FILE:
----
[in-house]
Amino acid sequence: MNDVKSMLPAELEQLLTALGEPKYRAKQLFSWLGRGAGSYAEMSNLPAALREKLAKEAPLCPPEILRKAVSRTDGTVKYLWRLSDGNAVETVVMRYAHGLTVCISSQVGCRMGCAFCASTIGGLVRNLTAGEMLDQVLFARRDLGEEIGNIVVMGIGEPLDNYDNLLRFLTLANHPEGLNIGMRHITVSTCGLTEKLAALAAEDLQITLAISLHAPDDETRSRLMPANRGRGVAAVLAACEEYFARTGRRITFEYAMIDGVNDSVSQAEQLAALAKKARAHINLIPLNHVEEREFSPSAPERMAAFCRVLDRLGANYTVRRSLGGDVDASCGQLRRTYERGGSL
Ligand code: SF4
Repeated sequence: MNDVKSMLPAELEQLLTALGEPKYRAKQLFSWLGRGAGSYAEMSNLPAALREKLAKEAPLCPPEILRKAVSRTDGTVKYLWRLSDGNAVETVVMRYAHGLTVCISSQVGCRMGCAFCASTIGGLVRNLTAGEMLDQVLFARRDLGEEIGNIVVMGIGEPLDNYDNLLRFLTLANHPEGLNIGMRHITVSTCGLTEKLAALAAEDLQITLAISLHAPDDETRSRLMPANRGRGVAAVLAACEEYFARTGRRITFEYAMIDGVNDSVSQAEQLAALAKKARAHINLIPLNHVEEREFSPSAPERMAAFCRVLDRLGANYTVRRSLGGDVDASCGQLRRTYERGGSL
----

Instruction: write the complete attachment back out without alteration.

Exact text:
[in-house]
Amino acid sequence: MNDVKSMLPAELEQLLTALGEPKYRAKQLFSWLGRGAGSYAEMSNLPAALREKLAKEAPLCPPEILRKAVSRTDGTVKYLWRLSDGNAVETVVMRYAHGLTVCISSQVGCRMGCAFCASTIGGLVRNLTAGEMLDQVLFARRDLGEEIGNIVVMGIGEPLDNYDNLLRFLTLANHPEGLNIGMRHITVSTCGLTEKLAALAAEDLQITLAISLHAPDDETRSRLMPANRGRGVAAVLAACEEYFARTGRRITFEYAMIDGVNDSVSQAEQLAALAKKARAHINLIPLNHVEEREFSPSAPERMAAFCRVLDRLGANYTVRRSLGGDVDASCGQLRRTYERGGSL
Ligand code: SF4
Repeated sequence: MNDVKSMLPAELEQLLTALGEPKYRAKQLFSWLGRGAGSYAEMSNLPAALREKLAKEAPLCPPEILRKAVSRTDGTVKYLWRLSDGNAVETVVMRYAHGLTVCISSQVGCRMGCAFCASTIGGLVRNLTAGEMLDQVLFARRDLGEEIGNIVVMGIGEPLDNYDNLLRFLTLANHPEGLNIGMRHITVSTCGLTEKLAALAAEDLQITLAISLHAPDDETRSRLMPANRGRGVAAVLAACEEYFARTGRRITFEYAMIDGVNDSVSQAEQLAALAKKARAHINLIPLNHVEEREFSPSAPERMAAFCRVLDRLGANYTVRRSLGGDVDASCGQLRRTYERGGSL